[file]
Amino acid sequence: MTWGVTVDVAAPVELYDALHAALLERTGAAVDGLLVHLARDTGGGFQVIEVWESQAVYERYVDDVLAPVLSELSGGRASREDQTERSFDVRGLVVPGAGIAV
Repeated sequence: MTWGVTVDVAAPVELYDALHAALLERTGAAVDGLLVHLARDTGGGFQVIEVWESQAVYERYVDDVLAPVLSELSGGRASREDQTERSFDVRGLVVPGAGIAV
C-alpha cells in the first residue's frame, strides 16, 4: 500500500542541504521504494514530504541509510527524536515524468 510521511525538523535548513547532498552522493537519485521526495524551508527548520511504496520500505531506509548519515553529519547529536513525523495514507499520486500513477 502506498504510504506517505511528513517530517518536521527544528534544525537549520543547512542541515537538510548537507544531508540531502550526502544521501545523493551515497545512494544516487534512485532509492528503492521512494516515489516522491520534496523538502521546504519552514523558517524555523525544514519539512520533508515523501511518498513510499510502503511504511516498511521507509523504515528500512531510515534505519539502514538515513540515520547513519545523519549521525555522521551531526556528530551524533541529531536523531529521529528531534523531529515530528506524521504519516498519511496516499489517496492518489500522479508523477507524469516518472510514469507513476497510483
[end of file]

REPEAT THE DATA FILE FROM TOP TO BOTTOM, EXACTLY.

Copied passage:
Amino acid sequence: MTWGVTVDVAAPVELYDALHAALLERTGAAVDGLLVHLARDTGGGFQVIEVWESQAVYERYVDDVLAPVLSELSGGRASREDQTERSFDVRGLVVPGAGIAV
Repeated sequence: MTWGVTVDVAAPVELYDALHAALLERTGAAVDGLLVHLARDTGGGFQVIEVWESQAVYERYVDDVLAPVLSELSGGRASREDQTERSFDVRGLVVPGAGIAV
C-alpha cells in the first residue's frame, strides 16, 4: 500500500542541504521504494514530504541509510527524536515524468 510521511525538523535548513547532498552522493537519485521526495524551508527548520511504496520500505531506509548519515553529519547529536513525523495514507499520486500513477 502506498504510504506517505511528513517530517518536521527544528534544525537549520543547512542541515537538510548537507544531508540531502550526502544521501545523493551515497545512494544516487534512485532509492528503492521512494516515489516522491520534496523538502521546504519552514523558517524555523525544514519539512520533508515523501511518498513510499510502503511504511516498511521507509523504515528500512531510515534505519539502514538515513540515520547513519545523519549521525555522521551531526556528530551524533541529531536523531529521529528531534523531529515530528506524521504519516498519511496516499489517496492518489500522479508523477507524469516518472510514469507513476497510483